• Sierra del Carmen

    Big Bend

    National Park Texas

The Lone Ranger Laments

Aerial photograph of the Chisos Mountains, 1937
Aerial photograph of the Chisos Mountains, 1937
NPS/Big Bend National Park
 

Oren P. Senter was transferred to Big Bend from Hot Springs National Park in July of 1944 to serve as the first Park Ranger for the newly established park. At the time the park boasted a total staff of five, and Senter was quite literally the "Lone Ranger." Park Superintendent Ross Maxwell reported that Senter would devote his patrols to "becoming acquainted with the local ranchmen who were still living in the park, meeting local representatives of federal and state agencies, local civic clubs and other citizens." This poem by Senter vividly depicts his frustrations with the challenges this place had to offer.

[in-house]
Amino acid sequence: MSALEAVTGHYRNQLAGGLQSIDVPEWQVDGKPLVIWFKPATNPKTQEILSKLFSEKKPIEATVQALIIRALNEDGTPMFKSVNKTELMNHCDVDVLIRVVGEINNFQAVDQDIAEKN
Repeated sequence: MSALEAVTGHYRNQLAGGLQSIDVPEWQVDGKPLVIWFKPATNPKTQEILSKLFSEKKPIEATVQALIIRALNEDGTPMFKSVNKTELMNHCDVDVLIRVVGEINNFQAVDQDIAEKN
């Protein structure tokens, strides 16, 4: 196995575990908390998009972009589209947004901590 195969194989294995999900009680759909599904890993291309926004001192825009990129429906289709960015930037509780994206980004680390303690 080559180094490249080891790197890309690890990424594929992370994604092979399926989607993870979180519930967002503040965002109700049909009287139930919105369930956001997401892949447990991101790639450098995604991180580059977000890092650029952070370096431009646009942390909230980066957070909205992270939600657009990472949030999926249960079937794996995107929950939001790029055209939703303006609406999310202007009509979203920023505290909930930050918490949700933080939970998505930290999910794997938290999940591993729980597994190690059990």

THE LONE RANGER LAMENTS
By Park Ranger Oren P. Senter

'Twas once that I was happy,
My life was filled with cheer,
I never had seen Texas,
'Till the Park Service brought me here.

I've heard songs of her beauty,
Pretty girls and big strong men,
Rolling plains and majestic mountains,
Just heaven—from end to end.

The one thing that is certain,
Of this there is no denying,
The guy that started that noise,
Did a hell of a lot of lying.

Deep in the heart of Texas,
There is sand in all we eat,
The girls are all bowlegged,
The boys all have flat feet.

That's why they have to send me here,
To sit in sad dejection,
Out of this lonely desert,
For this park's protection.

No longer are we religious,
We drink, we fight, we curse,
No worry about going to Hell,
It can't be any worse.

Down here the sun is hotter,
Down here the rain is wetter,
They think it's the best state,
But there are forty-seven better.

Still there is no one to blame but me,
The Park Service never forgot it,
I asked for foreign duty, and
Believe me, By God, I Got it.

Did You Know?

Soldiers near Boquillas, 1941

In 1942 soldiers from Fort Bliss installed a machine-gun emplacement along the Rio Grande pointed at Boquillas, Mexico. This was done due to fears over border security and a possible Japanese invasion through Mexico.